In Asian markets, Japan’s Nikkei 225 is up 97.13 points, or 0.44%. China’s CSI 300 is down 0.86%.

In Australia, the S&P/ASX 200 is up 28.40 points, or 0.48%.

On the commodities markets, West Texas Intermediate crude oil is US$68.05 per barrel. Brent crude is US$73.66 per barrel.

Gold is trading for US$1,324.15 (AU$1,747.39) per troy ounce. Silver is US$16.63 (AU$21.95) per troy ounce.

One bitcoin is worth US$9,210.00

The Aussie dollar is worth 75.83 US cents.

What to expect

Let’s get back to the global race to the skies.

Here’s a crude bar chart I created based solely off Wikipedia’s data on scheduled skyscrapers.

I removed the buildings which had undetermined completion dates.

chart image

Source: Port Phillip Insider
Click to enlarge

A simple inference to draw from this is that we should expect a number of the world’s tallest, or country’s tallest, buildings to be erected from 2020-2022.

Maybe as society we’re heading for new heights.

Living 1km in the sky may become the norm.

In fact, as somebody who loves heights, I hope it does.

It also makes sense from an efficiency point of view. Many cities are running out of space, and if we can integrate vertical farming and forestry we may be able to solve housing and environmental problems alike.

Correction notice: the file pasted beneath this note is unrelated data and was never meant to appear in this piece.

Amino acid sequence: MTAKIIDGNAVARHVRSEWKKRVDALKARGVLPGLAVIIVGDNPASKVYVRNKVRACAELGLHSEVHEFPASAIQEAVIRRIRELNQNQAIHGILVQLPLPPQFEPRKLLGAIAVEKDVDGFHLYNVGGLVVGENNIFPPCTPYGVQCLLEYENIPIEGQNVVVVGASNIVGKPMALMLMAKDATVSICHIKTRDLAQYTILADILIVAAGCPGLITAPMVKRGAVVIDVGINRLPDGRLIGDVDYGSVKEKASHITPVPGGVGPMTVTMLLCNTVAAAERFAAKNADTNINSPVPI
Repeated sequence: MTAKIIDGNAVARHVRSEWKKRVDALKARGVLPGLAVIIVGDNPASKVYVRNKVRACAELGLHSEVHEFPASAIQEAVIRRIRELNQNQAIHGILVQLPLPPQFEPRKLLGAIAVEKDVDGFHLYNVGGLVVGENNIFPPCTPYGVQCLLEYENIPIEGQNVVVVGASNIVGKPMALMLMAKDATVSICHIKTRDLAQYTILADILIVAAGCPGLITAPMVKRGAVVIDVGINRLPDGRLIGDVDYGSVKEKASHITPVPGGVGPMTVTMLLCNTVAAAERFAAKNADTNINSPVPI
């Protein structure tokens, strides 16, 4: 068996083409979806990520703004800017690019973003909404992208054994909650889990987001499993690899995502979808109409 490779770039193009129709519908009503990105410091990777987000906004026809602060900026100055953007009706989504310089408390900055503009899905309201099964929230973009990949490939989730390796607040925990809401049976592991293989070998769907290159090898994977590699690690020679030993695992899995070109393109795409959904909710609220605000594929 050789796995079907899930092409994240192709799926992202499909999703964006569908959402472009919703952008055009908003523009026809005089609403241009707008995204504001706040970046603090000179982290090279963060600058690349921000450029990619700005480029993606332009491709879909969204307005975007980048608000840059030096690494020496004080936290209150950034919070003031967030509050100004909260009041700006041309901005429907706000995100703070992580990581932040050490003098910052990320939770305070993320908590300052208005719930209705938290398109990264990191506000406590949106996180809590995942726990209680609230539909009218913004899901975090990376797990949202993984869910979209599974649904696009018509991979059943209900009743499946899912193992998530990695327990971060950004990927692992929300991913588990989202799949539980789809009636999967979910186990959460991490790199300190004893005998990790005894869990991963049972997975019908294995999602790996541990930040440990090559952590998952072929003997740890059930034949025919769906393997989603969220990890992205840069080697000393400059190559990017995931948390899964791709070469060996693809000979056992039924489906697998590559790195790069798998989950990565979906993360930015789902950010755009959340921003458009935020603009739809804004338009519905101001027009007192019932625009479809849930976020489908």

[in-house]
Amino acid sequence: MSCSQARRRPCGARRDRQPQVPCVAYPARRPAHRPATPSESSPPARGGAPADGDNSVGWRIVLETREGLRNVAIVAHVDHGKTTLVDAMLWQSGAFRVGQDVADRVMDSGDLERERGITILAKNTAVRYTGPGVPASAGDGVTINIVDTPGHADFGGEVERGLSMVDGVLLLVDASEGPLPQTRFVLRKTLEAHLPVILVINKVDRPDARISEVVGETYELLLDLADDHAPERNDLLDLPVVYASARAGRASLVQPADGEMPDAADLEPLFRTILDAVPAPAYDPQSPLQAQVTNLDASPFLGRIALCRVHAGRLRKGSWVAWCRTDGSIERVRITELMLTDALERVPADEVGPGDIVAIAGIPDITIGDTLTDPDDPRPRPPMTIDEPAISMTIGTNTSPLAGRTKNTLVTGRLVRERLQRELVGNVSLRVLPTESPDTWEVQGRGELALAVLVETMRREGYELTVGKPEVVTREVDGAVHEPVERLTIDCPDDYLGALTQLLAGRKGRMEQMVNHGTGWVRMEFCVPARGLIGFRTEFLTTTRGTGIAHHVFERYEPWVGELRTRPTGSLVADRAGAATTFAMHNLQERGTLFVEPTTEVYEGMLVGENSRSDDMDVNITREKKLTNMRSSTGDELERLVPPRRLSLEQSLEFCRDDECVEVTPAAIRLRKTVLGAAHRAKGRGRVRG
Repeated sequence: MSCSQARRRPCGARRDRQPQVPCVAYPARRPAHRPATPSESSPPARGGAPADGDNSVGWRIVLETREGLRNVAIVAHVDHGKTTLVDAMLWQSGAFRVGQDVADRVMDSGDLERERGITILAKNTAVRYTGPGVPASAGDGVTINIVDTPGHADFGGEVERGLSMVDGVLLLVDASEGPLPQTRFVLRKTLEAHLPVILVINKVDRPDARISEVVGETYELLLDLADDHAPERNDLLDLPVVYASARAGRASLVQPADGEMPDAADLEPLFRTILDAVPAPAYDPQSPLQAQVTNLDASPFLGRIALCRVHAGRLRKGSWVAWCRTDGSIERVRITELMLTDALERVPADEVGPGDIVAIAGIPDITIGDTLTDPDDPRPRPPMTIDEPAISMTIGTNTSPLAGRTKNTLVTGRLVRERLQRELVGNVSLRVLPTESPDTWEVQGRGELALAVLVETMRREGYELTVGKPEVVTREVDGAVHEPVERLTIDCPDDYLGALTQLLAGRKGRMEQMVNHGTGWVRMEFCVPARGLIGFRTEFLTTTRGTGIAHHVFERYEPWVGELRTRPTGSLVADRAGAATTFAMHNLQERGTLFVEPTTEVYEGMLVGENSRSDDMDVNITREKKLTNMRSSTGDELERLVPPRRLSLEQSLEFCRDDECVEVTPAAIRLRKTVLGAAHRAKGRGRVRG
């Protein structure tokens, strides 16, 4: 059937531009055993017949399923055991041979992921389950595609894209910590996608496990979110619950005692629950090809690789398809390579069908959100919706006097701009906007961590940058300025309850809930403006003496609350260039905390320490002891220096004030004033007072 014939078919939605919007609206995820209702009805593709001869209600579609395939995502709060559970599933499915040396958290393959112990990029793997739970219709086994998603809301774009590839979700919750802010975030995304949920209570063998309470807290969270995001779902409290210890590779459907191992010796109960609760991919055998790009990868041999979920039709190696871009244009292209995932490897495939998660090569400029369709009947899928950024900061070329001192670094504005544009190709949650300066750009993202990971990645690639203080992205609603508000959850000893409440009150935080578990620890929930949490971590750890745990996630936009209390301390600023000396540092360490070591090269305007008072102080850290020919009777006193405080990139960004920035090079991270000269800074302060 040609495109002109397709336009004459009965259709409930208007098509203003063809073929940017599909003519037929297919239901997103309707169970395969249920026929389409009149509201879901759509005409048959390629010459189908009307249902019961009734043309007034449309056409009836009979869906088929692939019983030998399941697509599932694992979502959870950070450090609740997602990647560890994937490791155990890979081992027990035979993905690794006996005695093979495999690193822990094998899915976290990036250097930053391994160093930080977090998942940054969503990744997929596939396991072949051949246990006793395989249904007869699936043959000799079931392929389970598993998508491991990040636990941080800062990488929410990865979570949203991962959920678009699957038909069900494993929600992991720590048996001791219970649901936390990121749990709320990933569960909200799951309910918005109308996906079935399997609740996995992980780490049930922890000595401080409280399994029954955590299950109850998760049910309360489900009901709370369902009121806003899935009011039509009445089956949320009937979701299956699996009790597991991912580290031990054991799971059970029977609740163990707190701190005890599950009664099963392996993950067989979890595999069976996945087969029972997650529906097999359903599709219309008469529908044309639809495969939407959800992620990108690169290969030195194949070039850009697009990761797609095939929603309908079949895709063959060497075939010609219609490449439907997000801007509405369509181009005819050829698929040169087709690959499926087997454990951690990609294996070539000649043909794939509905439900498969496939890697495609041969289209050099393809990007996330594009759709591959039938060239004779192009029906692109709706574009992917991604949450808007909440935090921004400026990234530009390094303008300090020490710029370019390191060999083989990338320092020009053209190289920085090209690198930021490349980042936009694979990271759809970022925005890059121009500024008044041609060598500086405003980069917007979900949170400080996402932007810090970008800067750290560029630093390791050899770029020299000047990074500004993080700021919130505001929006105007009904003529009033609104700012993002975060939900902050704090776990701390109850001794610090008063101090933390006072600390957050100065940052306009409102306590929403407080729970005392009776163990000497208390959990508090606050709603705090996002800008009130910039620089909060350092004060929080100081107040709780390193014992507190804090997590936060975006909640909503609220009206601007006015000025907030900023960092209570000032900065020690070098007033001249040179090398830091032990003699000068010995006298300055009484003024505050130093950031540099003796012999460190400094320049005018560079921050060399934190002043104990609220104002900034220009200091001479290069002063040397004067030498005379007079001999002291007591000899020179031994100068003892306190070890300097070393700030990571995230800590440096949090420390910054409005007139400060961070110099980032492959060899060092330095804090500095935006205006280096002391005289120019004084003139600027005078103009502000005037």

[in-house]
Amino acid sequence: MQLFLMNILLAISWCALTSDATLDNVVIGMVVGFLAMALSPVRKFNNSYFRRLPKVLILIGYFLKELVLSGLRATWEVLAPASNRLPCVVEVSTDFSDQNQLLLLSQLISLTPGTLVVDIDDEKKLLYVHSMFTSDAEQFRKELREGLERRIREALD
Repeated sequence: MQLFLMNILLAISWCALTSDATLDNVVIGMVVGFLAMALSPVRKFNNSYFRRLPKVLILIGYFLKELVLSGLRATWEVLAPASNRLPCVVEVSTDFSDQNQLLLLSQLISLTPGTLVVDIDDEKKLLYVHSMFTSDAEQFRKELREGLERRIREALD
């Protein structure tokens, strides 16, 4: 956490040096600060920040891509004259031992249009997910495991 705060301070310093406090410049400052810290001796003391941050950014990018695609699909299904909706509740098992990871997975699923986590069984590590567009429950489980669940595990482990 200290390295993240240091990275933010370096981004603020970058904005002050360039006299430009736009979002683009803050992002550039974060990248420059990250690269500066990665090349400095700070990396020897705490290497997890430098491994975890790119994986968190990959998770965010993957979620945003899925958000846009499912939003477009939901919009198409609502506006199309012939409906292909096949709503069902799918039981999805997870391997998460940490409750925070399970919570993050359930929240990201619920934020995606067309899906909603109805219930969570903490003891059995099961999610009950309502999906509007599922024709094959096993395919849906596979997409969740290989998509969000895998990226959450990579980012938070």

But I might save this discussion for next time.

Another perspective to consider is that history is gearing up to repeat itself.

Every-time in the past the height of the tallest buildings has been a proxy for the height of the boom and the extent of the credit created.

That comes from Phil Anderson’s first monthly edition of Cycles, Trends & Forecasts back in 2014.

And here we are, at the beginning of a new round of tall buildings.

So what could the influx of new heights in the early 2020s indicate to us? And what can we do with this information?

If you follow Phil’s views, it could indicate the beginning of a mid-cycle slowdown in the real estate cycle.

There are many ways to prepare, and take advantage of this, but I’ll leave that explanation to Phil.

In the meantime, keep your eye on the sky, and we’ll do our best to try and understand the implications.


Jack Cameron,
Contributing editor, Port Phillip Insider